One of the things I like best about Hayden Saunier’s poem is the way the style, diction, rhythm, imagery etc, are homogenous throughout, obviously the work of the same sensibility, but that the forms, the lines and the line breaks are completely different section by section. I also like the amount of space the eye is given, the line ends and stanza breaks (as if) which give the poem a very strong sense of almost traditional form. Because of course it’s quite a metaphysical poem, a virtuoso piece that exercises the mind with it’s leaps, contortions and elisions, the bowl of wooden fruit becoming a verbal etude or string quartet. And I’m very grateful for the intervals so I can take a little break before I start over.

    It’s not a ‘formalist’ poem at all, even though it looks like one at first glance. And I like that too – I like the way a modern poet with a good ear can write in all the traditional meters and stanza forms at once while remaining absolutely free of them. But that does take work – a poem like this doesn’t just come. At least it doesn’t for me.

    A great pleasure, and thanks,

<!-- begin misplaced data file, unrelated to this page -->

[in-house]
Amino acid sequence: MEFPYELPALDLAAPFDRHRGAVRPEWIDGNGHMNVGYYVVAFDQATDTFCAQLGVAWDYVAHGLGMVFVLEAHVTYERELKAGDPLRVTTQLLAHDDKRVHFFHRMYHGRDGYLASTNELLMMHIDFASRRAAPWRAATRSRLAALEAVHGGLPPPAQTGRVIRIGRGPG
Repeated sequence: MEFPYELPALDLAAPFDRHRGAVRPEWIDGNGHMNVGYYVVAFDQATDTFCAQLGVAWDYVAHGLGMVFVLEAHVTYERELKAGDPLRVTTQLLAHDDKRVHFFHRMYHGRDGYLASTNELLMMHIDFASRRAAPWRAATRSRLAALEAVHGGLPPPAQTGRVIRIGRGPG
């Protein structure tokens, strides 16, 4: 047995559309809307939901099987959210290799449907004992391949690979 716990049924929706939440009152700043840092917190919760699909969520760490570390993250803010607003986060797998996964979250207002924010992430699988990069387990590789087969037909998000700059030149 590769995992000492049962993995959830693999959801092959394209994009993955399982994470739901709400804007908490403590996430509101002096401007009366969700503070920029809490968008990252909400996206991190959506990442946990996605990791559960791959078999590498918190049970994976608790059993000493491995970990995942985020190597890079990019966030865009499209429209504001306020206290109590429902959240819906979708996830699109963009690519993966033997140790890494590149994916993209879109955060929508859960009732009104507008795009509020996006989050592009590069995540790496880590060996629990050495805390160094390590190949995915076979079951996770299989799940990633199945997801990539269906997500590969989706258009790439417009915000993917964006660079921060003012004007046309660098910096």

Christopher

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    1. I confess that I struggle with form and I should probably get down on my knees more often in thanks and praise for the computer and word processing programs. Daily, in fact. I love to play with line breaks, lengths, white space; I love to make a small adjustment and then follow its reverberation through the poem, or take a leap and try something completely different. This particular poem with its changing angles and refractions cried out for a different “look” for each section, and form followed function. It’s always a balancing act between all the elements. Someone once described the section break to me as a bench for the reader to sit down on and take a break before continuing on. That vision of the poem as a place to travel into and through has always stuck with me. Thanks so much, Christopher.